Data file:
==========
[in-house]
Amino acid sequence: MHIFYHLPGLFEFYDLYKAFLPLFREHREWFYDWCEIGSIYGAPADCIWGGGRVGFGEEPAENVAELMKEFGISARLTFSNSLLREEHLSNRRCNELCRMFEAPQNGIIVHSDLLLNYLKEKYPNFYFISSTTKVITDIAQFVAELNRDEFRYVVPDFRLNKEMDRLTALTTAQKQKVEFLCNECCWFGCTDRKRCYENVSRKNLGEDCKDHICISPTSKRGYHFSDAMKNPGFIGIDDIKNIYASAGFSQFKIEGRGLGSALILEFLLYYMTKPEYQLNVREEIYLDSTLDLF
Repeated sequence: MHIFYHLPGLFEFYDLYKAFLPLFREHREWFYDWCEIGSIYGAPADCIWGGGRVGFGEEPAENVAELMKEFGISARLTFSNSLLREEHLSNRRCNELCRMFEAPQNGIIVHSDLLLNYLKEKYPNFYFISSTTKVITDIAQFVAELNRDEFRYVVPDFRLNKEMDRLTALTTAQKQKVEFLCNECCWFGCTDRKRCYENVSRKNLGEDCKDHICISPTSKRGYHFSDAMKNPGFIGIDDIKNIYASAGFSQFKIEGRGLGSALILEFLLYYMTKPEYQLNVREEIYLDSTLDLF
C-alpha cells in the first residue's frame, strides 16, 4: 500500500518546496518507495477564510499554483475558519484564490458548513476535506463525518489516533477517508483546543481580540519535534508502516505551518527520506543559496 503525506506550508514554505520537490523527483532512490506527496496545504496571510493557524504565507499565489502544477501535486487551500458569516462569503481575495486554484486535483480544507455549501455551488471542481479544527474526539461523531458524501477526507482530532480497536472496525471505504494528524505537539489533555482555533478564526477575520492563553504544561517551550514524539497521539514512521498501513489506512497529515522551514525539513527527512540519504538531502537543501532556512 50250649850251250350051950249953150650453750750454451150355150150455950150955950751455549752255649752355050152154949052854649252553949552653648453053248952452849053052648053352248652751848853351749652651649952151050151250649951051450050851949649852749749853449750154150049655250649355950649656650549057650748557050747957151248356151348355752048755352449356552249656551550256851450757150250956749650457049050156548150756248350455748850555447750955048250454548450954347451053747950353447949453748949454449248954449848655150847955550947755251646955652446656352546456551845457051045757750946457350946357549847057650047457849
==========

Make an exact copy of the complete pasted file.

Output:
[in-house]
Amino acid sequence: MHIFYHLPGLFEFYDLYKAFLPLFREHREWFYDWCEIGSIYGAPADCIWGGGRVGFGEEPAENVAELMKEFGISARLTFSNSLLREEHLSNRRCNELCRMFEAPQNGIIVHSDLLLNYLKEKYPNFYFISSTTKVITDIAQFVAELNRDEFRYVVPDFRLNKEMDRLTALTTAQKQKVEFLCNECCWFGCTDRKRCYENVSRKNLGEDCKDHICISPTSKRGYHFSDAMKNPGFIGIDDIKNIYASAGFSQFKIEGRGLGSALILEFLLYYMTKPEYQLNVREEIYLDSTLDLF
Repeated sequence: MHIFYHLPGLFEFYDLYKAFLPLFREHREWFYDWCEIGSIYGAPADCIWGGGRVGFGEEPAENVAELMKEFGISARLTFSNSLLREEHLSNRRCNELCRMFEAPQNGIIVHSDLLLNYLKEKYPNFYFISSTTKVITDIAQFVAELNRDEFRYVVPDFRLNKEMDRLTALTTAQKQKVEFLCNECCWFGCTDRKRCYENVSRKNLGEDCKDHICISPTSKRGYHFSDAMKNPGFIGIDDIKNIYASAGFSQFKIEGRGLGSALILEFLLYYMTKPEYQLNVREEIYLDSTLDLF
C-alpha cells in the first residue's frame, strides 16, 4: 500500500518546496518507495477564510499554483475558519484564490458548513476535506463525518489516533477517508483546543481580540519535534508502516505551518527520506543559496 503525506506550508514554505520537490523527483532512490506527496496545504496571510493557524504565507499565489502544477501535486487551500458569516462569503481575495486554484486535483480544507455549501455551488471542481479544527474526539461523531458524501477526507482530532480497536472496525471505504494528524505537539489533555482555533478564526477575520492563553504544561517551550514524539497521539514512521498501513489506512497529515522551514525539513527527512540519504538531502537543501532556512 50250649850251250350051950249953150650453750750454451150355150150455950150955950751455549752255649752355050152154949052854649252553949552653648453053248952452849053052648053352248652751848853351749652651649952151050151250649951051450050851949649852749749853449750154150049655250649355950649656650549057650748557050747957151248356151348355752048755352449356552249656551550256851450757150250956749650457049050156548150756248350455748850555447750955048250454548450954347451053747950353447949453748949454449248954449848655150847955550947755251646955652446656352546456551845457051045757750946457350946357549847057650047457849